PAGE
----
Even if we live to be a hundred, the first twenty five years are the longest half of our lives. They appear so while they are passing; they seem to have been so as we look back on them; and they take up more room in our memories than all the years that succeed them.
paraphrased from a quote by Robert Southey, English Romantic Poet
Ten years absorbing; followed by fifteen years of knowing everything; followed by the rest of your life wondering what happened.
How could our fifteen best years not have been great – and unforgettable – with music like this?
Harrismith was not richly endowed with pubs. It had kroegs, but pubs, not so much. So before the Holiday Inn brought mid-West America to the Vrystaat vlaktes, we were forced to drink and drive.
In those days the Road Safety slogan was Friends Don’t Tell Friends They Can’t Drive Because They’re Drunk Because Then Friends Will SHOW Friends How They Actually Drive Very Well When They’re Drunk.
Not as snappy as Speed Kills but nevertheless a very valid slogan.
Favoured watering holes were Little Switzerland on the Oliviershoek Pass and, because after a skinful you want to actually negotiate a whole mountain pass, the Royal Natal National Park Hotel.
One legend of Harrismith District Mobile Imbibing was Rob, whose surname will remain a secret because he might have become sensitive to this well-deserved reputation earned during his lengthy youth later when he was probably telling his own kids to BEHAVE themselves. And Speed Kills, and Wipe Your Feet, and Two Drinks is Enough, and Abstain until you’re Married, you young ‘uns, and other things that would have raised a knowing grin on the faces of his old friends if they had overheard this theoretical speech.
I mean, his rollovers (how many?) culminated in his lying on his neck on the roof of Steph’s white VW Beetle and when Steph said “Rob! Are you OK?!” he murmured “Shh! My favourite tune is playing” as he adjusted the radio tuner which had gone off a touch as the vehicle bollamakissied.
Speaking of pubs, booze, cars and road safety:
The Catholics have it all wrong when they appoint Saints.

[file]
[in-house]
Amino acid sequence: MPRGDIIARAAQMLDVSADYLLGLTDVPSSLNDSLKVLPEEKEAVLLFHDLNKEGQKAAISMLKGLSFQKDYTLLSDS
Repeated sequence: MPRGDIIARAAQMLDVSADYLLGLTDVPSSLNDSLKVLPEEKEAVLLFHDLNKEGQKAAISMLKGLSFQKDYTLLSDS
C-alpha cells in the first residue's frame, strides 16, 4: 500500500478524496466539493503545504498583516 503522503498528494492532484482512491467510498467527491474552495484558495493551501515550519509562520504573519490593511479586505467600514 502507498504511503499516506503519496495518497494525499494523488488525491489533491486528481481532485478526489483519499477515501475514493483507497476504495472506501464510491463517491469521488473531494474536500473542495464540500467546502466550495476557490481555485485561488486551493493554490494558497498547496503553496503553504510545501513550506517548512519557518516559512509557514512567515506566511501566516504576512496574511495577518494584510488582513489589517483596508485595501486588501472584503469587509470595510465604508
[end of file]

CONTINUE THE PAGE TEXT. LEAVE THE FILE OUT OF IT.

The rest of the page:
I mean NOT ONE of the barmen who put up with our shit has been nominated as far as I know – and they should be. They really deserve sainthood. Like the Little Switzerland barkeep who watched as we emptied the fine display of pampas grass in the foyer, stuck the stalks up our naked rears, set fire to the fronds and ran around the hotel corridors where innocent paying guests were slumbering, yelling “Flaming A’s! Call the Fire Brigade!” A pram was commandeered in the mock fire-fighting response – enough said, a grown man in a pram going Whee! Whaa!Whee! Whaa! – A fiasco.
Also a sainthood for Mother Mary, who loaned me her grey 1970 Ford Cortina to take an Aussie Exchange student there one night.
On the way back I thought I heard faint snoring and a swish-swish-swish sound from far away. I woke up to find I was going along at a fair rate with tamboekie grass hitting the windscreen, Yabsley the Oz asleep on the seat next to me. I slammed on the anchors and got out to look. I didn’t have a clue if I’d gone off on the right or the left of the road, but following our track back through the long grass we found the road above the pass, reversed and wound our way home much soberer. Had I killed Michael Yabsley I’d have changed the course of Aussie politics, as he went on to become an MP and the Aussie Liberal Party’s federal treasurer.
There should have been a law against drinking and driving.
I do tell my kids to BEHAVE themselves, but I have a hard time keeping a straight face.
I found a 1963 video of Royal Natal National Park.